An Interesting Historical Based YA with Mutil-Cultural Twists

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UPDATE: After receiving a copy of the book and reading all of it rather than the sample pages for my original review, I found the book to be very good, even for someone who is not in middle school. The book incorporates a lot of history from the 1960's, but the prejudice (religious and racial) makes this story totally contemporary. It is kind of fun for the characters to not have mobile phones as a way to plan secret meetings. My original impression starts below:
This seems to be a sweet and charming family story with two sisters. And then there is the uh-oh, oh-no moment when older sister Leah says she is in love. Okay, we all know that eighteen-year-old girls feel that they are in love all the time, yet in this case, something seems wrong. Leah is crying, and even her younger sister knows that their parents are not going to be happy that the young man is not Jewish. It seems like this book could touch upon a very contemporary dating and romance situation- people of different religions and races, which could still be an "issue" with older generations. Since the girls' parents have expressed concern about Leah taking dancing lessons on Shabbat, the Jewish Sabbath, then it is pretty clear that a love interest with a Hindu boy from India who works at the record store (a very popular place in the 1960's - the setting of this story) is going to cause a ruckus in the family.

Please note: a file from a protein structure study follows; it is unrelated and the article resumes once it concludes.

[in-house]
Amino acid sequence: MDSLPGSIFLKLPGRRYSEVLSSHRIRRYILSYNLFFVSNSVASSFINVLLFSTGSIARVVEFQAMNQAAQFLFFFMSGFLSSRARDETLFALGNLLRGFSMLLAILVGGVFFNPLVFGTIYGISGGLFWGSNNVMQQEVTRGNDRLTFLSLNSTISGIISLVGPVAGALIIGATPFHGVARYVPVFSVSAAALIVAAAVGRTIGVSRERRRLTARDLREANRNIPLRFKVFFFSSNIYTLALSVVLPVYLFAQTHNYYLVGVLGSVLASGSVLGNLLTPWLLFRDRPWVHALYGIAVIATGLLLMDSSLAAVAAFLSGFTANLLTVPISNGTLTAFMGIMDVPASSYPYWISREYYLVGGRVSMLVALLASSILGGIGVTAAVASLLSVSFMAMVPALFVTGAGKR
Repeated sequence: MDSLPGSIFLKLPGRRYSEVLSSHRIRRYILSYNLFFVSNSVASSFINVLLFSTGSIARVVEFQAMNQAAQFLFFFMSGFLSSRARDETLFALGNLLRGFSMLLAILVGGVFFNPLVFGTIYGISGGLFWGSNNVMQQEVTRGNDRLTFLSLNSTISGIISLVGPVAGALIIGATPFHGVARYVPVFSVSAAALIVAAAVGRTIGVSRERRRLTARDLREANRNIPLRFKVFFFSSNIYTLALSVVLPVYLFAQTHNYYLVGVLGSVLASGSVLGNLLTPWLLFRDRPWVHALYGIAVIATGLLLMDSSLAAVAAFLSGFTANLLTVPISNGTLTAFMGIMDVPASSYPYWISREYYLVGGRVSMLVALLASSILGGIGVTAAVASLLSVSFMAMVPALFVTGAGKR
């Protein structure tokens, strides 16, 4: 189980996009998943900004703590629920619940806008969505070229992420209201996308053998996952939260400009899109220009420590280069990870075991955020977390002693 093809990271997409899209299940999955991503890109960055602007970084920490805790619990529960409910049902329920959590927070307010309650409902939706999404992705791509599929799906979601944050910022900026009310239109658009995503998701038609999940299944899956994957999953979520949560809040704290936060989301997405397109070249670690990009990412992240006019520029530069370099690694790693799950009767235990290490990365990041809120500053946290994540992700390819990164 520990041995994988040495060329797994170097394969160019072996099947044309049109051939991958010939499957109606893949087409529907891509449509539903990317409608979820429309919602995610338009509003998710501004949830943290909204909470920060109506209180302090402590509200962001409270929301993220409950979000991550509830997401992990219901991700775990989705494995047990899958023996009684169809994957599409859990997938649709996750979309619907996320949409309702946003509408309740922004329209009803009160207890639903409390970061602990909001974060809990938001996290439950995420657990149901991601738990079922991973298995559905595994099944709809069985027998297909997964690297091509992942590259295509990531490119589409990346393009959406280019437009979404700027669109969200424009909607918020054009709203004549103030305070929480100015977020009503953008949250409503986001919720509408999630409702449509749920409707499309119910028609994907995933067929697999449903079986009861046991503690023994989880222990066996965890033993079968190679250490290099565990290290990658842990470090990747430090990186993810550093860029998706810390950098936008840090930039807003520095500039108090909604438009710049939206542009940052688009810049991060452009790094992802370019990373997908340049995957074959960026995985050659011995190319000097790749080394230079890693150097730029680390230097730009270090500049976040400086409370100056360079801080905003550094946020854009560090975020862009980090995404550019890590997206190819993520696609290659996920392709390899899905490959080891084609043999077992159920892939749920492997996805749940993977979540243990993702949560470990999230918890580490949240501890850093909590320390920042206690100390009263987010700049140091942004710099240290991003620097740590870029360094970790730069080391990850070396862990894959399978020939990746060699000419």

I think I would have felt a little more drawn into the story if it had been either first or third person narrator. But Ariel,the younger sister through whose eyes the reader actually seems to be viewing the action, is addressed as you rather than Ariel speaking as "I" or the third-person point of view. UPDATE- this did not bother me after a few chapters; the story flowed naturally.